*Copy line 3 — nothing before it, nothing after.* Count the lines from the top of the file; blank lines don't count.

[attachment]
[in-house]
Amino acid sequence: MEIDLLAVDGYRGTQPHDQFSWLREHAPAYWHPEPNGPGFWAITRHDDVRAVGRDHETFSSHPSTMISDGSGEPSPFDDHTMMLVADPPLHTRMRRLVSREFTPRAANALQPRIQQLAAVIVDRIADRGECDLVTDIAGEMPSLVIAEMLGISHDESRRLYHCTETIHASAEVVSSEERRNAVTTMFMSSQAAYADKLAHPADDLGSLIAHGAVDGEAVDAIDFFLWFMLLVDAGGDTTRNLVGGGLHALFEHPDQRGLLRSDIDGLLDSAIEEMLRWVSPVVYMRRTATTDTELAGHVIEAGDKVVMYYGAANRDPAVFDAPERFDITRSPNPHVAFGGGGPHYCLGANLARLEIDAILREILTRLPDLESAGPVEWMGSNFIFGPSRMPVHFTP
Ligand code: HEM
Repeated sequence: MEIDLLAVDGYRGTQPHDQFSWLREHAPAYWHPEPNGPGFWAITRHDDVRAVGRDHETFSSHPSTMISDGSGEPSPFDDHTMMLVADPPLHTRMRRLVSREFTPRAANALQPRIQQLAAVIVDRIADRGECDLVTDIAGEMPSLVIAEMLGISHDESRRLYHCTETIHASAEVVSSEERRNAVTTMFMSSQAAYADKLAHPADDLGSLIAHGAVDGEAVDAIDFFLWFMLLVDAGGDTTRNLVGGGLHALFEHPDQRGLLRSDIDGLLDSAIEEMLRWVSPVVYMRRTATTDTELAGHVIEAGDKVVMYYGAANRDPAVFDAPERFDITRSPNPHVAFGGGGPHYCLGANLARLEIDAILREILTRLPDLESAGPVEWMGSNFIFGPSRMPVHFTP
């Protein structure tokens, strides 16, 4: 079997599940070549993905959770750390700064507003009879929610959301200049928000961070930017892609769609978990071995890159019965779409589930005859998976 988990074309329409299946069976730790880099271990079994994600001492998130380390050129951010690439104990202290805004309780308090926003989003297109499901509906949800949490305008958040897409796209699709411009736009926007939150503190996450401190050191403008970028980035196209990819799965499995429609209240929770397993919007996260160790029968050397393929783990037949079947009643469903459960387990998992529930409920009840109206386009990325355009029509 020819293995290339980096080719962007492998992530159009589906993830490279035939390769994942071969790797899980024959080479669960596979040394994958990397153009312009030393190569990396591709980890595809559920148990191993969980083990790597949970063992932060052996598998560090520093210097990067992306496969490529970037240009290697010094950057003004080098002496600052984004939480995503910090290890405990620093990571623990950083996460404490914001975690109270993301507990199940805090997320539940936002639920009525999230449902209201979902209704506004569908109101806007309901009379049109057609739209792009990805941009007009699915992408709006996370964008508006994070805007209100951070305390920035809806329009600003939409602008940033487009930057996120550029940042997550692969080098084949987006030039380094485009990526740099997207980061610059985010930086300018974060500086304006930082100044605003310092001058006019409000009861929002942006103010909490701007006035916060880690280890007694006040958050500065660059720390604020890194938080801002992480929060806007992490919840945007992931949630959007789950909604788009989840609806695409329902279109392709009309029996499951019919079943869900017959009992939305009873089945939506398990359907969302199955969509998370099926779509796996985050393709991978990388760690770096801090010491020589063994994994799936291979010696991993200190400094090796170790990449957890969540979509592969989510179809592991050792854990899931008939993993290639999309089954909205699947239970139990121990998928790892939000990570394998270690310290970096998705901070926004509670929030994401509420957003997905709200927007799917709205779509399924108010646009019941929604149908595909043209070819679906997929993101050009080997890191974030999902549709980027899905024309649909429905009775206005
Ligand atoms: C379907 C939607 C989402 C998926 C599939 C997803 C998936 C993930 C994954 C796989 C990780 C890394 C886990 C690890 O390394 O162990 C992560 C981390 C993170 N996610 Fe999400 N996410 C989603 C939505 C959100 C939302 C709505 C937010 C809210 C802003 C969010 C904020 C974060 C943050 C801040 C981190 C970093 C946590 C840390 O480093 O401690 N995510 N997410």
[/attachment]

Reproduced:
Ligand code: HEM